In the aftermath of another stunning Packers loss Sunday — this one to the lowly Lions — QB Aaron Rodgers was asked about his continued faith in his team in the midst of what has now grown to be a five-game losing streak.

How, Rodgers was asked, could he continue to believe things will turn around this season after losing to a team that came into Sunday with just one win?

Rodgers paused for 13 seconds then offered this:

"I've been counted out many times in my life as have many of my teammates," he told reporters in Detroit on Sunday. "I hope we just dig deep and find a way. We will truly be underdogs for many games going forward. Hopefully we can embrace that."

Whether Rodgers was choosing his words carefully or actively searching for something positive to say — perhaps some of both? — the reality is the same.

Week after week in October and now November, the Vikings have pulled out close games and watched their border rivals fail to do the same — something Patrick Reusse and I talked about on Monday's Daily Delivery podcast.

Minnesota's six-game winning streak has coincided with Green Bay's five-game losing streak, with the down-to-the-wire finishes often looking like mirror images of each other. On Sunday, the Vikings rallied from 10 points down. Green Bay's final drive stalled deep in Lions territory in a 15-9 loss.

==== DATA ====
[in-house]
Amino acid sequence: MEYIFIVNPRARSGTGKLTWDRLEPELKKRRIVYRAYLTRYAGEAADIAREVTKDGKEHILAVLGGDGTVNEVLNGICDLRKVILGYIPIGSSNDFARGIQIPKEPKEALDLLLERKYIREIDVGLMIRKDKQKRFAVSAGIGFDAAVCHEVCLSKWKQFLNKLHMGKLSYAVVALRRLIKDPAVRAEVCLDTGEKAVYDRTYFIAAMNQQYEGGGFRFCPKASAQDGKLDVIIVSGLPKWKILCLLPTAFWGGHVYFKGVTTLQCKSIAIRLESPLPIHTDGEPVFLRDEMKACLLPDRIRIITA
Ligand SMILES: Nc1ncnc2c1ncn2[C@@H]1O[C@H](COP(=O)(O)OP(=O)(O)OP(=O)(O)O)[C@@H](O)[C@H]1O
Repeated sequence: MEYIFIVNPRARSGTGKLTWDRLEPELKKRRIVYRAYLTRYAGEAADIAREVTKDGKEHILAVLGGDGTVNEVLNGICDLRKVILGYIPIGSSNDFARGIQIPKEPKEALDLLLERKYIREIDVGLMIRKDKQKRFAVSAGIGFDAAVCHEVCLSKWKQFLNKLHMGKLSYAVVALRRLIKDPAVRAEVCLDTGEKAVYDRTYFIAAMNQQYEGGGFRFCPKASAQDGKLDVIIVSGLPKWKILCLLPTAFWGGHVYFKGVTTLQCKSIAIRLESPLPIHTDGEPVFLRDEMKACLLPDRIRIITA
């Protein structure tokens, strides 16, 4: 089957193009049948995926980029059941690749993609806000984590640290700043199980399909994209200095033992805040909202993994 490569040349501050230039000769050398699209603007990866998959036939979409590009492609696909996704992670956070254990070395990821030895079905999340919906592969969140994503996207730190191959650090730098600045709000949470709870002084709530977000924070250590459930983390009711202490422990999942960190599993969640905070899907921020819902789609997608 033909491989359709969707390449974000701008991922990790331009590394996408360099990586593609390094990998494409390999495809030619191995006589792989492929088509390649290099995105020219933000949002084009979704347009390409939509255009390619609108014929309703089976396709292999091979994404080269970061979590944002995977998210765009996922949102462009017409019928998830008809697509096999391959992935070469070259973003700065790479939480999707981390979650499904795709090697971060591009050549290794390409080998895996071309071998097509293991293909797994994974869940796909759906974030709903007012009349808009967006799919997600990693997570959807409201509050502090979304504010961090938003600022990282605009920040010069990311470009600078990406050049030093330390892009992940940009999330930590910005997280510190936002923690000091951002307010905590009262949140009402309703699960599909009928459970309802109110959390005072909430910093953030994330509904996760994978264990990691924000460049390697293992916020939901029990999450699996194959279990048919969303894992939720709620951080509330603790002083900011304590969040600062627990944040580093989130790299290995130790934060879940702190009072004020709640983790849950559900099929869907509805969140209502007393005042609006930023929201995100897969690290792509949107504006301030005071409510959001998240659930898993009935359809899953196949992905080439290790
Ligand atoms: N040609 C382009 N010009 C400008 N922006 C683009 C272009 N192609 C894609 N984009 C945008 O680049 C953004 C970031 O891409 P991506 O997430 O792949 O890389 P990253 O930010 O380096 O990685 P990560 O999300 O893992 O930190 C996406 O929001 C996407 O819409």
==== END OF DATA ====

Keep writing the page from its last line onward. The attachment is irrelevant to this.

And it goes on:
Every week, the Vikings' cartoonish lead in the NFC North swells. It's now 4 1/2 games, and it's to the point that Minnesota has at least a mathematical chance to clinch the division by Thanksgiving.

How did this happen? I'll spend some of this week trying to answer that from a Vikings perspective, but after listening to Rodgers and Green Bay head coach Matt LaFleur after Sunday's game I know this: If they don't know, I sure don't.

This is a Packers team, after all, that won 13 games each of the past three seasons while Rodgers won back-to-back MVP awards. Even without Davante Adams and with injuries mounting, nobody could have seen this coming (except Reusse, who did predict a 7-10 Green Bay season).

"Well, a lot of things went into that," Rodgers said Sunday, again after a long pause, when asked how a juggernaut became a can't-win team. "We won a lot of one-score games over those years, and we haven't been doing that this year. That's one thing."

The questions didn't get any easier. He was asked if he regrets coming back instead of retiring, with the reporter saying Rodgers looks "miserable" on the field.

"I think that's an exaggeration," Rodgers said postgame. "Frustration and miserable are two different emotions."

Green Bay is averaging just 17.1 points per game after scoring just nine against Detroit. Rodgers was intercepted three times deep in Detroit territory, including twice inside the 5 yard line.

The numbers add up, even if it doesn't make any sense. This is, after all, a team that averaged 26.5 points last season.

What's the difference this year?

"If I had that answer right now for you, I don't think we'd be in this spot," LaFleur said in response to that question Sunday. "That's something we have to take a good, hard look at. Everything we do."